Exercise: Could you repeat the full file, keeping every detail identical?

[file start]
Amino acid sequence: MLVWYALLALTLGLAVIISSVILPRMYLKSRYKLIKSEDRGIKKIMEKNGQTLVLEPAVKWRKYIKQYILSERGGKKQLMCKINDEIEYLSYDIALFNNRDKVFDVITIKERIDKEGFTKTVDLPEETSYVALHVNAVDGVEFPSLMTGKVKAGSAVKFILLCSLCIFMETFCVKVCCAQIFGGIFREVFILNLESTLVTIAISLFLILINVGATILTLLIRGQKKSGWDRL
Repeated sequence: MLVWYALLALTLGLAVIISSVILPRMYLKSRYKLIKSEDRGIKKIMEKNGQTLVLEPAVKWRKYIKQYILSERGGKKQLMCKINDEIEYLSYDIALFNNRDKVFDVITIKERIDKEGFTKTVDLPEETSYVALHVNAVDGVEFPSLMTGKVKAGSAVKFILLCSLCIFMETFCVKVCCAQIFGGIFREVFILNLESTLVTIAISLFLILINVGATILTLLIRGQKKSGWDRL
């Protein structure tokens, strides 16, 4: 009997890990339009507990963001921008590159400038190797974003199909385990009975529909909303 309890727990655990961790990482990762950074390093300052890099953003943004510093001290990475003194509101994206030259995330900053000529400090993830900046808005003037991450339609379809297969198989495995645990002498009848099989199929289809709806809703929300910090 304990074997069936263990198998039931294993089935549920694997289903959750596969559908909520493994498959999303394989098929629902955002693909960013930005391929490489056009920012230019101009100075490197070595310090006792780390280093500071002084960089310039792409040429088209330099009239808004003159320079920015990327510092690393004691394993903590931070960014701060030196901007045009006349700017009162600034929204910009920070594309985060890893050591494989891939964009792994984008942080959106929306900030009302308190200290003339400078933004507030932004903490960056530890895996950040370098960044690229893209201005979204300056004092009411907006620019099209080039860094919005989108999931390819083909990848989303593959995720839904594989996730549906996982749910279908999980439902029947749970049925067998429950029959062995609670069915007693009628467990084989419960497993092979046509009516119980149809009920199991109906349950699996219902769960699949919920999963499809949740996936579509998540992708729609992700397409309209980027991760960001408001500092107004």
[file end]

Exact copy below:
Amino acid sequence: MLVWYALLALTLGLAVIISSVILPRMYLKSRYKLIKSEDRGIKKIMEKNGQTLVLEPAVKWRKYIKQYILSERGGKKQLMCKINDEIEYLSYDIALFNNRDKVFDVITIKERIDKEGFTKTVDLPEETSYVALHVNAVDGVEFPSLMTGKVKAGSAVKFILLCSLCIFMETFCVKVCCAQIFGGIFREVFILNLESTLVTIAISLFLILINVGATILTLLIRGQKKSGWDRL
Repeated sequence: MLVWYALLALTLGLAVIISSVILPRMYLKSRYKLIKSEDRGIKKIMEKNGQTLVLEPAVKWRKYIKQYILSERGGKKQLMCKINDEIEYLSYDIALFNNRDKVFDVITIKERIDKEGFTKTVDLPEETSYVALHVNAVDGVEFPSLMTGKVKAGSAVKFILLCSLCIFMETFCVKVCCAQIFGGIFREVFILNLESTLVTIAISLFLILINVGATILTLLIRGQKKSGWDRL
């Protein structure tokens, strides 16, 4: 009997890990339009507990963001921008590159400038190797974003199909385990009975529909909303 309890727990655990961790990482990762950074390093300052890099953003943004510093001290990475003194509101994206030259995330900053000529400090993830900046808005003037991450339609379809297969198989495995645990002498009848099989199929289809709806809703929300910090 304990074997069936263990198998039931294993089935549920694997289903959750596969559908909520493994498959999303394989098929629902955002693909960013930005391929490489056009920012230019101009100075490197070595310090006792780390280093500071002084960089310039792409040429088209330099009239808004003159320079920015990327510092690393004691394993903590931070960014701060030196901007045009006349700017009162600034929204910009920070594309985060890893050591494989891939964009792994984008942080959106929306900030009302308190200290003339400078933004507030932004903490960056530890895996950040370098960044690229893209201005979204300056004092009411907006620019099209080039860094919005989108999931390819083909990848989303593959995720839904594989996730549906996982749910279908999980439902029947749970049925067998429950029959062995609670069915007693009628467990084989419960497993092979046509009516119980149809009920199991109906349950699996219902769960699949919920999963499809949740996936579509998540992708729609992700397409309209980027991760960001408001500092107004």